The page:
Is OTT content cannibalizing DTH ?

When the cable television arrived in India the local ‘cable wallas’—the local cable guy—was no less than a king in the locality.

Then came the DTH (Direct To Home). In spite of being an old technology, it did not pick up in India, with the exception of Dish TV. Dish TV had been operating in areas where cable TV was not feasible to deliver and was never a large scale player during its early days.

Sometime around 2010, DTH started to acquire the spot in India. The end of the tussle between Zee and Star regarding carriage fee opened the floodgates for mass adoption of DTH in India. There were high-profile DTH launches by Tata Sky, Reliance’s Big TV, Sun DTH, and Videocon D2H, and that pushed DTH to the next level.

DTH took the lead

DTH operators stole the thunder by providing set top boxes (STBs) that could help in classifying channels according to genres. Users would know which show is running currently, what show would come next, set reminders, change languages, get monthly bill statements and a lot more. DTH operators clearly had a technological lead when they made their debut and some like Tata Sky had coupled that technological lead with above average customer care to make MSOs look even worse.

Ever since 2010, DTH operators have been growing at an upward trajectory in terms of customers with the top three DTH operators in the country easily having 10 million plus subscribers. However, this rosy period is coming to an end soon because of numerous factors.

Cost blues

As time has passed, Indian DTH operators have added more HD channels but HD offering comes at the cost of leasing more transponders either on the same satellite or from the different ones. With more transponders being leased, costs go up and this cost has been passed onto consumers in the form of high base tariffs. The remarkable increase in the tariffs of almost all DTH operators has not gone down to well with the consumers.

Arrival of 4K content

With the 4K content becoming readily available this cost is bound to go even higher. Currently, if a transponder is able to handle just 4-5 HD channels, then in the future it might be able to handle just a single 4K/UHD channel. Given the rise in the appetite for high-quality video streams, the demand for 4K videos will plummet.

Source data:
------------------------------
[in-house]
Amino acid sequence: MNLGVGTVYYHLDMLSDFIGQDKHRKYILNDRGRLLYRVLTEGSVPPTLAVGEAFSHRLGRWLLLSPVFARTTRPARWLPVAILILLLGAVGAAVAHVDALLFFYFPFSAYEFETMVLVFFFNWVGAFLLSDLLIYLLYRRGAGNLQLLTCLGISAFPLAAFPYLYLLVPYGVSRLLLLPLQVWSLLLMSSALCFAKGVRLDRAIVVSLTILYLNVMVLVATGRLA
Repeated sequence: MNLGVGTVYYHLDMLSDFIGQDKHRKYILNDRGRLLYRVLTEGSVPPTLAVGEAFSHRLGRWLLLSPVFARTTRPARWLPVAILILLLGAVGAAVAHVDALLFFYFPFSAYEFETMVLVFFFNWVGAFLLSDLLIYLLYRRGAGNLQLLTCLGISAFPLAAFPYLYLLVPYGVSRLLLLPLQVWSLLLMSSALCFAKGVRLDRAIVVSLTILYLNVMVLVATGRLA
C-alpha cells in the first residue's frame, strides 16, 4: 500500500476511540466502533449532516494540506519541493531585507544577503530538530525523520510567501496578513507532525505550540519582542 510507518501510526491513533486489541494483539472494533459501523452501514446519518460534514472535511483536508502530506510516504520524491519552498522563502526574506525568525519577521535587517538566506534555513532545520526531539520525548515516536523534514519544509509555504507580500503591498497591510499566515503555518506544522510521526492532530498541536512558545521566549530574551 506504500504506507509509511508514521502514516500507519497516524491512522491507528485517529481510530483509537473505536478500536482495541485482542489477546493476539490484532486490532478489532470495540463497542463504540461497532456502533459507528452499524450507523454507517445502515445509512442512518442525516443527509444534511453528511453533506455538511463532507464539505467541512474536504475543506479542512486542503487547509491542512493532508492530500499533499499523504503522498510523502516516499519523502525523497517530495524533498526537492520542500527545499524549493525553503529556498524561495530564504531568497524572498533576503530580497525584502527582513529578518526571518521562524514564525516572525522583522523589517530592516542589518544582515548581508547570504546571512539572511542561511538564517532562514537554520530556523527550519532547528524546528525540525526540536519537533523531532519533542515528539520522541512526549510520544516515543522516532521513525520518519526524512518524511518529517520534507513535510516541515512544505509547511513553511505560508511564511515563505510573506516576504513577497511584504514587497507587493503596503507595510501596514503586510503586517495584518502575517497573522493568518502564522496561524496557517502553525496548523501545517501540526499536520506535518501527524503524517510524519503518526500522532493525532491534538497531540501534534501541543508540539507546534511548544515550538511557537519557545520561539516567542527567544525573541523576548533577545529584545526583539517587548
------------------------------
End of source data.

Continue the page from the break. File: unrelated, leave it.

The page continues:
Currently, there is no proper full-time 4K channel being provided by any DTH provider in India, but the amount of 4K content available on Netflix and Youtube has been spiking every year.

It would be economically unviable for DTH operators if were they to provide a lot of the current HD channels at 4K resolution considering the sheer number of transponders that would have to get leased.


While the relay of DTH is limited by the capacity, that is not the case with IPTV or TV delivered over the Internet. Besides, the price for both fixed and wireless broadband has been decreasing constantly year after year.

There is almost negligible cost to deliver content over the Internet or at least bandwidth stops being an issue.

Delivering even a hundred 4K channels over an IP network is no big deal than by doing it using a satellite.

Simply put, as the resolution of the video content keeps increasing, the current cost structure of DTH operators would not be being viable in the long term.

Seismic shift in internet usage

While a Rs 300-350 plan initially used to provide just 1 GB of mobile internet per month, the same amount now provides people with 1 GB of mobile internet per day.

Reliance Jio also has big plans for offering fixed broadband. Some users in Pune & Mumbai are already beta testing Jio’s gigabit fiber plans.  Jio’s next big target in India is to launch the wired broadband.

DTH in the age of OTT apps

Over the top (OTT) apps have become increasingly popular in India – witness the rise of Netflix, Hotstar, Sony LIV and now Amazon Prime Video.

The companies behind these apps have signaled their intention to invest massively in them.

Amazon’s video streaming service has committed Rs 500 crore to creating original content in India. It has roped in country’s most high-profile production houses and filmmakers Farhan Akhtar and Anurag Kashyap.

Apart from Amazon, Hotstar has made a deal to license content from Disney. It is true that the amount of content available on various OTT apps is becoming steadily compelling.

Also, using these apps is not an expensive proposition at all. While Amazon Prime Video is available for free with a Prime subscription which costs a just Rs 500/year, the DTH operators are charging more than that per month. Similarly, HotStar’s premium membership costs just Rs 200/month.

The OTT operators are upping the ante and investing in original content that appeal to youth. The DTH operators are doing no such thing.

The DTH operators, are only licensing content, content which anyone else can license as well and deliver over an alternate medium.

If DTH operators do not want to invest in their own original content, they must at least provide a way for users to be able to access various OTT services from their set top boxes.

No such option has been made available. DTH operators are pouring money into VAS which doesn’t add any value in this age where so many cheaper apps perform much better than their VAS offerings.